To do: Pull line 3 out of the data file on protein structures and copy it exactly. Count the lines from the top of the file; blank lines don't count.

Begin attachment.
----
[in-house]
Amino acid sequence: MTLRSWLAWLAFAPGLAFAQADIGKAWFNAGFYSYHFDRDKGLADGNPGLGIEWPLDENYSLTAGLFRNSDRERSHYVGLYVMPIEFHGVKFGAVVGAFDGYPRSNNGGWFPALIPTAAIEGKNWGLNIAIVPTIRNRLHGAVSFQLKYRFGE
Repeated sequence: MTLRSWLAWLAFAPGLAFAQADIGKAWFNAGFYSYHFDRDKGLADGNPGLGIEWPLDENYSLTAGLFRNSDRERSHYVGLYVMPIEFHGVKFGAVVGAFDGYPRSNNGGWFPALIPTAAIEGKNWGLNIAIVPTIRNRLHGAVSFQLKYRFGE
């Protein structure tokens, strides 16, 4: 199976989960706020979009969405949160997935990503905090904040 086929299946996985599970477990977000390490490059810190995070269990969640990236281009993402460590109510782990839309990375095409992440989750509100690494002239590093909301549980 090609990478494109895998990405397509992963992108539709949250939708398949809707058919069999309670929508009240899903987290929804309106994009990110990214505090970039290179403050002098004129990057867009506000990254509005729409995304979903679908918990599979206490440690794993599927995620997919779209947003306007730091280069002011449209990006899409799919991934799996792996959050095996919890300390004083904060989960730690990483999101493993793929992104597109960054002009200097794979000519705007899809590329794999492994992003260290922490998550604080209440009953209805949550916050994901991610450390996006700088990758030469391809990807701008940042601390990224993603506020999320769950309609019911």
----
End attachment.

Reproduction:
Repeated sequence: MTLRSWLAWLAFAPGLAFAQADIGKAWFNAGFYSYHFDRDKGLADGNPGLGIEWPLDENYSLTAGLFRNSDRERSHYVGLYVMPIEFHGVKFGAVVGAFDGYPRSNNGGWFPALIPTAAIEGKNWGLNIAIVPTIRNRLHGAVSFQLKYRFGE